Hazrat Nizamuddin Dargah is thronged by visitors from across the country in large numbers. The
    mausoleum complex also is the last resting place of Hazrat Nizamuddin's disciple and renowned sufi poet
    Amir Khusro.
 
   Exquisite art of Arabic Calligraphy on display at the Mela

   Local children participating in Educational games

    Mazaar of sufi poet Amir Khusru

    One of the famous poems of Mirza Ghalib inscribed on a plaque near his grave. It reads thus:

          "When nothing was, then God was there
            Had nothing been, God would have been;
            My being has defeated me
           Had I not been, what would have been"


    The master Kebab shop - Ghalib Kebab Corner, winner of kebab festival organised by Hotel Maurya
    Sheraton, serves mouth watering and succulent buff kebab served with mint chatni and shallots.
    Kebab's skewered on barbecue.
    Succulent Kebab's - mouth watering

   Last resting place of the greatest Urdu poet - Mirza Ghalib is located in the basti
    Stalls of Rose sellers are lined on both side of the alley leading to the Dargah entrance
    The Dargah courtyard.
    Humayun Tomb, the mausoleum of Mughal emperor Humayun is located in Nizamuddin. It is a UNESCO
    World Heritage site and has been painstakingly restored through generous efforts of the Agha Khan
    Trust for Cultural

The Mela thoughtfully conceptualized by a team of enterprising folks under the able stewardship of Ratish Nanda of Agha Khan Trust with generous collaboration of the Archaeological Department, Ministry of Culture, Govt of India and the residents of the basti very emphatically tells us that even a local community initiative in a mega city can be a destination for discerning traveler.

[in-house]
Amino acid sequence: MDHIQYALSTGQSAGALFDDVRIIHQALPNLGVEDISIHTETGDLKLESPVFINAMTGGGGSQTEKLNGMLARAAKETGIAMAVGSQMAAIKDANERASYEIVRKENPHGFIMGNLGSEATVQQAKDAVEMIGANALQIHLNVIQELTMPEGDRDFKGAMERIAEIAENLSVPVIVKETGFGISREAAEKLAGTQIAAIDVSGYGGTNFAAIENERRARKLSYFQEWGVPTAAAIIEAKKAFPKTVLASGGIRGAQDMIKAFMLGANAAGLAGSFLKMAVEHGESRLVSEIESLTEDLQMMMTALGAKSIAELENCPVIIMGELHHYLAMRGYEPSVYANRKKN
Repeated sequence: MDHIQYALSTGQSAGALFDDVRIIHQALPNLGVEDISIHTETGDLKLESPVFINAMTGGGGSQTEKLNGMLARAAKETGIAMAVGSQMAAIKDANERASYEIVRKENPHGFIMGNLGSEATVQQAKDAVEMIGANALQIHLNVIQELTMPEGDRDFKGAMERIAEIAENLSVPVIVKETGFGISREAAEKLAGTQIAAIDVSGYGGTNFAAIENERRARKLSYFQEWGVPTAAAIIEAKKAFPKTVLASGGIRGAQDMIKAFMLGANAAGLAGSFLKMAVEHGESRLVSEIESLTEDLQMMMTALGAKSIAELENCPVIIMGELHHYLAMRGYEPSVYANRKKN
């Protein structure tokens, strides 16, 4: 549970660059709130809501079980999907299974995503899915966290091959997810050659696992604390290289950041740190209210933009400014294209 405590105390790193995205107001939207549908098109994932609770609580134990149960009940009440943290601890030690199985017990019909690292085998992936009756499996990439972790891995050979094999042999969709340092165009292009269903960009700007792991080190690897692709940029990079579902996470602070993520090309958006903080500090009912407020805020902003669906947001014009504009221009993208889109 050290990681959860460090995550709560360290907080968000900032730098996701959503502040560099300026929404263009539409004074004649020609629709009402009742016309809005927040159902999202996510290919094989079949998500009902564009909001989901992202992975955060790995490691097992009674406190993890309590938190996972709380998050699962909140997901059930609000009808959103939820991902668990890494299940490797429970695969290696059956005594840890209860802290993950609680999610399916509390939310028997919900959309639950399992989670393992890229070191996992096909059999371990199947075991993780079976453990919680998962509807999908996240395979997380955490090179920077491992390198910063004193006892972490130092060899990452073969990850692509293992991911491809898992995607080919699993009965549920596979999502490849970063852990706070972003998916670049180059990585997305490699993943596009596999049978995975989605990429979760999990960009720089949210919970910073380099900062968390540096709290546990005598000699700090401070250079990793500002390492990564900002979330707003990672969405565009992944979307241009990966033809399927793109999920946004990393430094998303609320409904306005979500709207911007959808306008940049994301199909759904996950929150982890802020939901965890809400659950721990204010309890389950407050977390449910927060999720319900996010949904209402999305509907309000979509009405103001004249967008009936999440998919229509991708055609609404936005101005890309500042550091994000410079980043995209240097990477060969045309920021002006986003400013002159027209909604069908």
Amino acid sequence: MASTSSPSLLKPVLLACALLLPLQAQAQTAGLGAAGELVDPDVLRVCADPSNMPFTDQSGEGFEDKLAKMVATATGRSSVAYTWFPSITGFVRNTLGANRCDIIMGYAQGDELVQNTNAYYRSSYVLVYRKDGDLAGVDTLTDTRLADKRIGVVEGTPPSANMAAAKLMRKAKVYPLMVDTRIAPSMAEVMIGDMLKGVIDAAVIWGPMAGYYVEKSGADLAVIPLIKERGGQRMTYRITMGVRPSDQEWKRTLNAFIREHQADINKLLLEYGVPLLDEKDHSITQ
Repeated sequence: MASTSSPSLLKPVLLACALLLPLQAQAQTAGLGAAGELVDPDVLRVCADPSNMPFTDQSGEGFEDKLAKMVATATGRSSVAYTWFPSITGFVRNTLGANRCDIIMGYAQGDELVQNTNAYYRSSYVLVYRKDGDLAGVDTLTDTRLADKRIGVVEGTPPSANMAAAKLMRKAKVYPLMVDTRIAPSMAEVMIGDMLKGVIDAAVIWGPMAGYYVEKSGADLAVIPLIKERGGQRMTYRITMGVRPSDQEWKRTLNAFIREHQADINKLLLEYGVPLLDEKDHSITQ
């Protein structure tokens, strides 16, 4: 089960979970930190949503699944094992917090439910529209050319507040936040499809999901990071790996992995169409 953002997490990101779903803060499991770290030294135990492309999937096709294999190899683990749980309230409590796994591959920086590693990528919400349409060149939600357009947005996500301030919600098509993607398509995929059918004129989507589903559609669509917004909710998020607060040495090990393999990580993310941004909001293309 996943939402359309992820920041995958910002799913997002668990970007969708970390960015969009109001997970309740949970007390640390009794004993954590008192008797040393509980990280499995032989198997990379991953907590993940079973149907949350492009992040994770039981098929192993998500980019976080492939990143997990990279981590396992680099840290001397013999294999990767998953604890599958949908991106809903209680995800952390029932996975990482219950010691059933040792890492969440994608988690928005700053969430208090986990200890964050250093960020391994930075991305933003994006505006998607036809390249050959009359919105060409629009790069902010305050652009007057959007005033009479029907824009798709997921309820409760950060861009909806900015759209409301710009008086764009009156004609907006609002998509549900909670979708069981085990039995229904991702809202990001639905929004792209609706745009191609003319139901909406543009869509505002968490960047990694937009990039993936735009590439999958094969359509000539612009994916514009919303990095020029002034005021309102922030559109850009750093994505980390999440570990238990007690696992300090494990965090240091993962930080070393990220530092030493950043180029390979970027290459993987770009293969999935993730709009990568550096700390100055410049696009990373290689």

The Mela ground wore a festive look

The 3 day mela this year aimed to encourage outsiders to participate and integrate with the basti residents in order to understand and respect the 700 year old living cultural heritage of the basti Nizamuddin. Heritage walks curated and led by the group of talented local youths, craft demonstrations - calligraphy, Sanjhi - the paper craft, embroidery and crochet work, wood crafts, perfumes, theatre, Qawwali and Dastangoi performance, cuisine and cooking classes by the local chefs were part of the fair. 
    Sanjhi - the paper cutting craft developed and practiced by the basti dwellers has generously borrowed 
    the motifs from the nearby Humayun's Tomb which now adorns note books, planners, greeting cards and 
    even lamps. 

The Niazi brothers performed during the concert of sufiana kalaam in the forecourt of the gem of a mausoleum - Chausath Khamba. On the last day the famed duo of Mahmood Farooqui and Danish Husain enthralled an eclectic audience with dastan-e-Chaubuli, a Rajasthani folk tale narrated in their classic style in the chaste Urdu. The audience could not have asked for a better finale for the Apni Basti Mela.  
   The magnificent backdrop of Chausath Khamba was the ideal stage for a performance of Dastangoi
    Mahmood Farooqui (right) and Danish Husain (left) performing Dastangoi 


Hazrat Nizamuddin basti can rightfully claim to be the cultural hub of New Delhi. It boosts of being the abode of Humayun Tomb, a UNESCO world Heritage site, mausoleum of the great sufi saint Hazrat Nizamuddin, the sufi poet Amir Khusru and the greatest Urdu poet of all times - Miraz Ghalib. The basti does not only dwell in the past but also has a beautifully laid out Sundar Nursery which is undergoing transformation under the Agha Khan Trust for Culture, once ready this would be the place for evening soirees and fine dining.    

This basti certainly has a bright future and could well become a prototype for future development of similar culturally rich zones in the city and the country.